It's common knowledge that superhero entrepreneur Sir Richard Branson owns Necker Island in the Caribbean, a favorite hangout for celebrities, but did you know he owns a total of four islands? He also owns Makepeace Island, which is a heart-shaped retreat on an Australian river, Great Britain Island, which is part of "The World" in Dubai (a collection of manmade islands that form the map of the world) and Moskito Island, which he recently gave away to some lemurs. As the first part of our series on Celebrity Island Homes, Branson is the top choice to kick it off.
Related Post: Richard Branson Net Worth
Necker Island, British Virgin Islands
No, he didn't name the islands after his company and he only owns two of them. He first visited the Virgin Islands in 1978 for a vacation and to scout for potential real estate. With the fantasy of having a private retreat to take rock stars from his new music label to, he toured around by helicopter and spotted the 74-acre Necker Island. Over 30 years ago, he was nowhere near the billionaire he is today, and made a super lowball offer of around $150,000 for the $7.5 million island. He was promptly denied and kicked off the island. The British lord who owned it ended up needing the short-term cash soon after and settled to sell for only $270,000 (down from $7.5 million don't forget). At only 28 years old, 6 years after starting the Virgin Group, Richard Branson owned his first private tropical island.
The government rules, which are common with foreign land purchases like islands, said he had to develop a resort there within 5 years or the government gets it back. Within three years and after around $10 million, he turned it into a Bali-styled villa to accommodate 28 guests. To be truely authentic, he had the villa built in Bali, disassembled then rebuilt on his island. This includes private beaches, pools, tennis courts, a personal chef, a staff of 30, spectacular views and a range of high end water toys. Richard Branson spends about two months in the summer there with his family and often invites friends or celebrities to stay there. But for most of the year, the whole thing can be yours, starting at only $54,000 a day!
Necker Island has always drawn the rich and famous, especially for private weddings and honeymoons. Richard Branson, in his typical style, married his wife there by swinging down off a helicopter onto the beach. Brad Pitt and Jennifer Aniston spent their honeymoon there in 2000. Eddie Murphy also spent his honeymoon there in 1993. Google founder Larry Page got hitched there in 2007 and so did Jimmy Fallon the same year. Simon Cowell proposed to his wife in 2010 and Victoria and David Beckham also spent their ten year anniversary there. Paul McCartney's ex-wife Heather Mills reportedly threw a "divorceymoon party" there after the breakup, costing around $400,000. And pretty much every A-list celebrity has been there to party at least once.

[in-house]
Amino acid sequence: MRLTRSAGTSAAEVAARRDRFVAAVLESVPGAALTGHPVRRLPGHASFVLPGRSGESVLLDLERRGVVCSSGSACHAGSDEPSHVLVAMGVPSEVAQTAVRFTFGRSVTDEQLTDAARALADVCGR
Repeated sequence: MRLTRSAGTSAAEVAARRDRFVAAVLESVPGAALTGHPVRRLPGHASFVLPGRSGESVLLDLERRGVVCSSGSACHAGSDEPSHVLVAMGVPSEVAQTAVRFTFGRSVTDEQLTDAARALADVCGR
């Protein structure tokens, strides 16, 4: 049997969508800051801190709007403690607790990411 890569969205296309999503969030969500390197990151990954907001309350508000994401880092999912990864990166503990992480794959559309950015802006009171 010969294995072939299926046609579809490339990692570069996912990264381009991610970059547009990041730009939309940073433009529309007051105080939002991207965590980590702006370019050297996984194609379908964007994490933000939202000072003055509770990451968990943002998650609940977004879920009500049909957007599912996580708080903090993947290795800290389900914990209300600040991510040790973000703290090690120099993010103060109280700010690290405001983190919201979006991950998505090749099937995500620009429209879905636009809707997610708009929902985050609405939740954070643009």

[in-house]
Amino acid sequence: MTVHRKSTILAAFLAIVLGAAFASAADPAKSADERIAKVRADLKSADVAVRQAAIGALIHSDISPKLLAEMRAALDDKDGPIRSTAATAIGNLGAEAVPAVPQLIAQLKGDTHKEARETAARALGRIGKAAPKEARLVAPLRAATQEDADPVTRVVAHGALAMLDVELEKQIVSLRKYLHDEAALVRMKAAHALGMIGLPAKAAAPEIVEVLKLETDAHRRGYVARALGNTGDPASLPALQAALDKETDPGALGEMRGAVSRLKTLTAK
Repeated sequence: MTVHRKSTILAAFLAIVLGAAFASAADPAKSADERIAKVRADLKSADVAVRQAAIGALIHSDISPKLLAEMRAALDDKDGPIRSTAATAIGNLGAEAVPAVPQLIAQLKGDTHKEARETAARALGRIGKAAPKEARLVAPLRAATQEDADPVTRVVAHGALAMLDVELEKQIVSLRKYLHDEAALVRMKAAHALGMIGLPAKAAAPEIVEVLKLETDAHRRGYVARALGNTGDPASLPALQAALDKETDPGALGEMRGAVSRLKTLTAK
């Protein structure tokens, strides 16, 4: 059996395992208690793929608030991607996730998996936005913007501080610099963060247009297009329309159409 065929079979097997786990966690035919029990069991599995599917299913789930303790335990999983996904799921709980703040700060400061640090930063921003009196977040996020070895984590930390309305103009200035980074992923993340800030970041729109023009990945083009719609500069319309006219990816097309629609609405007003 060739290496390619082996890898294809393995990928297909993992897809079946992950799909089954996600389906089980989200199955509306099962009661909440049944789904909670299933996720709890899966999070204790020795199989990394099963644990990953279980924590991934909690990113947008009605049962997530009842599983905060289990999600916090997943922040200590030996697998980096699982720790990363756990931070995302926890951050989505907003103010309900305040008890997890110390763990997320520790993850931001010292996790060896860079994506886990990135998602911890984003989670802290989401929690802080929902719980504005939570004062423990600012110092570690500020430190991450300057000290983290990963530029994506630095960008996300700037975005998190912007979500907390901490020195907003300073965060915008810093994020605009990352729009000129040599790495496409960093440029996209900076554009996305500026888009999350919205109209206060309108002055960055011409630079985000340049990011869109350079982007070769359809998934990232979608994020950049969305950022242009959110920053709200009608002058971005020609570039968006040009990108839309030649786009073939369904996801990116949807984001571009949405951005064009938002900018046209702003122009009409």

Tradegy hit Necker Island last summer, when lightning from a tropical storm burnt the $90 million retreat to the ground. Brandson was there with his family and when the fire started at 4am, was seen running around naked trying to save everyone. Oscar-winning actress Kate Winslet was a guest and was credited with saving Branson's 90 year old mom and taking her to safety. But don't worry, Branson has already restored the resort and has it back running. Probably rebuilt it with his bare hands after paddling the wood as a raft over from Bali.
Moskito Island, British Virgin Islands
Also known as Mosquito Island, which doesn't sound very appealing, so Branson probably changed the spelling so it sounds cooler. Found close to Necker Island, he picked this one up for around $15 million in 2007. He's still working on creating a premier eco-friendly resort, but has already started accepting guests. The guests, while not celebrities, get to stay for free and are being brought from zoos around the world. He's started with some ring-tailed lemurs, with red ruffled lemurs and maybe more types to follow. Lemurs are only native to Madagascar Island and are facing extinction and loss of habitat. So Branson has taken the lemurs out of captivity to his island to will let them kick back and get it on. So now we can add "save cute endangered animal" to his eccentric billionaire checklist. NBD for Ricky Branson.
Makepeace Island, Australia
Branson bought Makepeace Island with Brett Godfrey, co-founder of Virgin Australia in 2007 for $3 million. It used to be called Pig Island, but he changed it to Makepeace, which matches the heart-shape a lot better. He's recently started renting it out to guests for $8,000 a night for the whole heart that can hold 21 of your friends. Covering 25 acres, it's found in the Noosa River, found on the coast of Queensland, Australia. The location is an UNESCO Biosphere Reserve, which means there are all kinds of exciting animals hanging out like dolphins, sea-turtles and humpback whales. Definitely a big fan of Bali, this resort is styled like his Necker Island Resort.
Great Britain Island, The World, Dubai
If you haven't heard of "The World" in Dubai recently, it's because it's pretty much deserted. It is a series of small artificial islands off the coast, shaped to form the globe. It's still not finished after 10 years of work, with the economic downturn in 2008 killing its progress. Richard Branson quickly jumped on buying the mini-version of his home country in 2006, no other news has been reported on it since. Other than the gratuitous photo shoot that the first pic of this post is from.
Hope you enjoyed this first instalment of Celebrity Island Homes, for more on the amazing adventures of Sir Richard Branson, check out: Virgin Oceanic: Richard Branson's Deep Sea Mission.